Field Directors’ Forum Spring Meeting - PowerPoint PPT Presentation

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  1. Field Directors’ Forum Spring Meeting Columbus Airport Marriott Columbus, Ohio April 19, 2006 http://www.tqpohio.edu

  2. Goals for Today • Overview of TQP as a unique Ohio collaborative research project • Selected findings - TQP Preservice Survey • Selected findings -TQP Inservice Survey • Discussion and Questions

  3. Factors and Forces • Higher Education Act • Title II Report on Teacher Quality • Ohio Report Card Task Force • OCTEO Focus Groups • Decision to research indicators of quality teacher preparation programs, including graduates’ ability to facilitate student learning. • Ohio’s Standards-based Curriculum Aligned with Required Statewide Grade Level Exams • Desire to increase the ability of P-12 students to pass grade level exams • Value-added Assessment and Structural Equation Modeling

  4. Stakeholders and Participants • 50 Ohio Teacher Preparation Institutions • Faculty • Principal Investigators • Research Design Teams • Field Researchers • Ohio Advisory Board • External Audit Panel • District Partners • Battelle for Kids (Liaison to SAS)

  5. TASK FORCE COMMITMENT TO QUALITY OHIO TEACHER EDUCATION • “Charged with the responsibility for preparing individuals to become teachers for Ohio’s children, we express our long standing and enduring commitment to ensure that every teacher licensed in Ohio is prepared to be competent, caring and committed to student learning. Recognizing and valuing our differing missions, sizes, locations, and students, we who are educators in both public and independent colleges and universities alike have used and will continue to use data, Ohio teacher licensure standards, systemic reviews, guidelines of learned societies, wisdom of practice, and other evidence to evaluate and strive to maintain high quality teacher education programs in this state.” Signed by Public and Private Chairs for All 50 Institutions

  6. TQP Research Questions 1. Do variables of teacher background, initial preparation, and on-going professional learning relate to teacher practices, student learning and achievement? 2. How do specific elements of teacher preparation and aspects of school contexts impact novice teachers’ development during their first three years of teaching? 3. Do HVATs have characteristics, instructional practices, and understandings that differ from other teachers along the value-added continuum? 4. What specific school contexts are associated with HVA novice and experienced teachers?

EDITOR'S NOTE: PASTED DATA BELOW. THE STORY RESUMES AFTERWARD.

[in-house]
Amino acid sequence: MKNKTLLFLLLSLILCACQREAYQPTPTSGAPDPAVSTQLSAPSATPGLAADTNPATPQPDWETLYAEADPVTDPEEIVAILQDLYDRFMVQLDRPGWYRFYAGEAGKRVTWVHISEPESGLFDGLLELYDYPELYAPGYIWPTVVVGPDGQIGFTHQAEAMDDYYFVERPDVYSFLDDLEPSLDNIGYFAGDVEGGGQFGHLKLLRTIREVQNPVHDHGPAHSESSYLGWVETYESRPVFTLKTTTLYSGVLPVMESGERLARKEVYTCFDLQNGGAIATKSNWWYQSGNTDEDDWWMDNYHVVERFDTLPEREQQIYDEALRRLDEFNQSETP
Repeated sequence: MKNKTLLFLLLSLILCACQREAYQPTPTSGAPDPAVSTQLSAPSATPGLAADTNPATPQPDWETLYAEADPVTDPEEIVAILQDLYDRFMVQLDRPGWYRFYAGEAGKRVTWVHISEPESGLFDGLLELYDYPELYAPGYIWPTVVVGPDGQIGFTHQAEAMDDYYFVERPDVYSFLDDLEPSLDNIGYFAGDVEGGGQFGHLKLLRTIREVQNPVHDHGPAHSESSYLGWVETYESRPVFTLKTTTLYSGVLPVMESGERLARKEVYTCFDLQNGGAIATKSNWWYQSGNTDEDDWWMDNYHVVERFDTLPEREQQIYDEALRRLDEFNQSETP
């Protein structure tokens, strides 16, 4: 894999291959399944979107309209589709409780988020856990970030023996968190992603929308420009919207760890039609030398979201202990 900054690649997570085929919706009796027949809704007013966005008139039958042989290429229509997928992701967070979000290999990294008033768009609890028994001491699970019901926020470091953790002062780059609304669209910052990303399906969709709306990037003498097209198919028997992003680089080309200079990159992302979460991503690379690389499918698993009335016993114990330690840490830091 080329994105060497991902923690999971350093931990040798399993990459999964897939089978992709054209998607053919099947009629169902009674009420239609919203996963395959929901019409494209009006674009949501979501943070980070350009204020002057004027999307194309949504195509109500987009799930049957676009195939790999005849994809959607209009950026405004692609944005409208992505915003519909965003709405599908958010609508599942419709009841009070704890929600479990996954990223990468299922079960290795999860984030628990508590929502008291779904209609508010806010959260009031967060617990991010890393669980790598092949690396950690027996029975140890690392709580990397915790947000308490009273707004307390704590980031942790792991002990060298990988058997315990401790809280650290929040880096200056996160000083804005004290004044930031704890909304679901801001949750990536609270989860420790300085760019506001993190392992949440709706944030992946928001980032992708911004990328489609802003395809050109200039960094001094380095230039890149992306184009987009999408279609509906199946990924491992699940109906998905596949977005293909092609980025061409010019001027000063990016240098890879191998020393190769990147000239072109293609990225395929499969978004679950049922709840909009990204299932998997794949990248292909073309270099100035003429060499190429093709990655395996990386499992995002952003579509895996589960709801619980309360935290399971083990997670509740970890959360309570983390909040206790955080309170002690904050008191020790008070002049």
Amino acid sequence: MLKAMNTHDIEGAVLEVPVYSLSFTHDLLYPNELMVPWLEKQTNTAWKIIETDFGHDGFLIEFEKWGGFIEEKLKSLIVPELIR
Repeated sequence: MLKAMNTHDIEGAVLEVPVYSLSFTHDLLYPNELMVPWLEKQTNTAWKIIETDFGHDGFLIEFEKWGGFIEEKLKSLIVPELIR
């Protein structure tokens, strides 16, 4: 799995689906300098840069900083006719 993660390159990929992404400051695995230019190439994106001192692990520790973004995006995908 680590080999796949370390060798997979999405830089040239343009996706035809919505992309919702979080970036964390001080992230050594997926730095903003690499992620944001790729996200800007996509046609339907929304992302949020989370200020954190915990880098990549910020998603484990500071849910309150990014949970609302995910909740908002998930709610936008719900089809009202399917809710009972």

7. TQP Leadership Team William Loadman, Ph.D Ohio State University Sandra Stroot, Ph.D Ohio State University Ohio Teacher Education Graduates Kent Seidel, Ph.D. University of Cincinnati SEM Sample AEL Stephanie Cappel, Ed.D. University of Cincinnati Judith Wahrman, Ph.D. University of Findlay Novice Patricia Hart, Ph.D University of Dayton Robert Yinger, Ph.D University of Cincinnati Sonja Smith, Ph.D Mount Vernon Nazarene University

  8. Ohio teacher preparation programs are attracting academically talented students

  9. Cohort I and II Teacher Completers GPA Scores 4.00 3.50 3.47 3.46 3.50 3.00 2.50 GPA Scores 2.00 1.50 1.00 0.50 0.00 GPA Private Public Total

  10. Most Ohio teacher preparation graduates are still white and female

  11. Student teaching evaluations consistent with methods courses Mean = 4.24

  12. Mean = 4.28

  13. Mean = 4.51

  14. Mean = 4.27

  15. Mean = 4.29

  16. Mean = 4.12

  17. Mean = 3.89

  18. Mean = 3.44

  19. Mean = 4.42

  20. Mean = 4.44

  21. Mean = 4.27

  22. Teacher preparation graduates feel well prepared to assess student learning

  23. Teacher preparation graduates feel less prepared to work with special needs and minority children

  24. Teacher preparation graduates feel well prepared to teach reading…less so in mathematics

  25. Teacher preparation graduates report positive clinical teaching experiences

  26. New Ohio teachers rate highly the work of teaching… but not their working conditions

  27. New Ohio teachers report that their mentors spend little time observing in their classrooms

  28. New Ohio teachers spend little time with their mentors